The Obama administration is beginning to transition control of the Internet away from the United States—and that has us worried. Former President Bill Clinton and The Washington Post’s editorial board aren’t so thrilled, either.
Last week, Heritage experts warned that the Department of Commerce giving up oversight of the Internet Corporation for Assigned Names and Numbers (ICANN) could open the door to nations that don’t value an open and free Internet.
“A lot of people … have been trying to take this authority from the U.S. for the sole purpose of cracking down on Internet freedom and limiting it and having governments protect their backsides instead of empowering their people,” Clinton said at a panel over the weekend.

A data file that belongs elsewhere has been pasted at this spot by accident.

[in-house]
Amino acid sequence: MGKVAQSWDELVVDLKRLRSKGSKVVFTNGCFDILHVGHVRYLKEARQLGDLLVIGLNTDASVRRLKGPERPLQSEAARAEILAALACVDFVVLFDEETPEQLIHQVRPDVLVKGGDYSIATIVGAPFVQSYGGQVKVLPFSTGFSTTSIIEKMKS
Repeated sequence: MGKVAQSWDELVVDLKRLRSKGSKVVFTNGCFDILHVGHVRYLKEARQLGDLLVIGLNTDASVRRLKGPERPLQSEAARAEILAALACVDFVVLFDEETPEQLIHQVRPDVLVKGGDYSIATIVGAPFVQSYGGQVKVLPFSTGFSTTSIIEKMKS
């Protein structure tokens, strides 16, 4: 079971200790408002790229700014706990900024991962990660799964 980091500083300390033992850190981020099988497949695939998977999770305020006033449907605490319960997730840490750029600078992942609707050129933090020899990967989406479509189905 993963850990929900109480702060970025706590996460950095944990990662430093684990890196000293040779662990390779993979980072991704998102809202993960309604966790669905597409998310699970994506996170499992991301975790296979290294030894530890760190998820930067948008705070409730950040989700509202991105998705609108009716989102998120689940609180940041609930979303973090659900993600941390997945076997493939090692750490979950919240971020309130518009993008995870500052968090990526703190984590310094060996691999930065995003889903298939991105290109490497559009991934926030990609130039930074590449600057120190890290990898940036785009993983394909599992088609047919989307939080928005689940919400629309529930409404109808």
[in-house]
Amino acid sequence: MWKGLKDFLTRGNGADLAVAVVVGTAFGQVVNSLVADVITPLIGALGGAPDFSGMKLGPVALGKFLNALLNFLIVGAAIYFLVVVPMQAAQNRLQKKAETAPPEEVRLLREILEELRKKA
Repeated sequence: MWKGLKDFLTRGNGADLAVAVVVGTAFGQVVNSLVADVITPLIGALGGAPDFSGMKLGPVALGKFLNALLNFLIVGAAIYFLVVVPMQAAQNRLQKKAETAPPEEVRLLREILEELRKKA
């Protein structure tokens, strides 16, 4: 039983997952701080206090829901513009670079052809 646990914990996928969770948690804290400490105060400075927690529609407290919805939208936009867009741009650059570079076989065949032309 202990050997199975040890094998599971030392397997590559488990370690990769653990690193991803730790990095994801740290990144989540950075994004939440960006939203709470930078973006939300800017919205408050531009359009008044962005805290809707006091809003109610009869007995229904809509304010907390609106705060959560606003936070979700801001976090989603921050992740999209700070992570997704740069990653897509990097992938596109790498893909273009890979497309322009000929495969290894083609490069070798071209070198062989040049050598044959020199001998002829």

The Post’s editorial chimed in: “The reality is that there are dangers to the transition, and U.S. officials must be clear that they won’t relinquish their authorities until and unless it’s clear that a free, functional Internet will be the result.”
That’s basically what Heritage experts said—that the U.S. should make it clear “that it will maintain its governance role over ICANN if the successor proposal endangers the openness and freedom of the Internet.”
Pressure from international organizations is focused on ensuring that countries—many opposed to a free and open Internet—have an outsized influence in whatever “multi-stakeholder” model assumes governance of the Internet. Clinton summed it up: “I just know that a lot of these so-called multi-stakeholders are really governments that want to gag people and restrict access to the Internet.”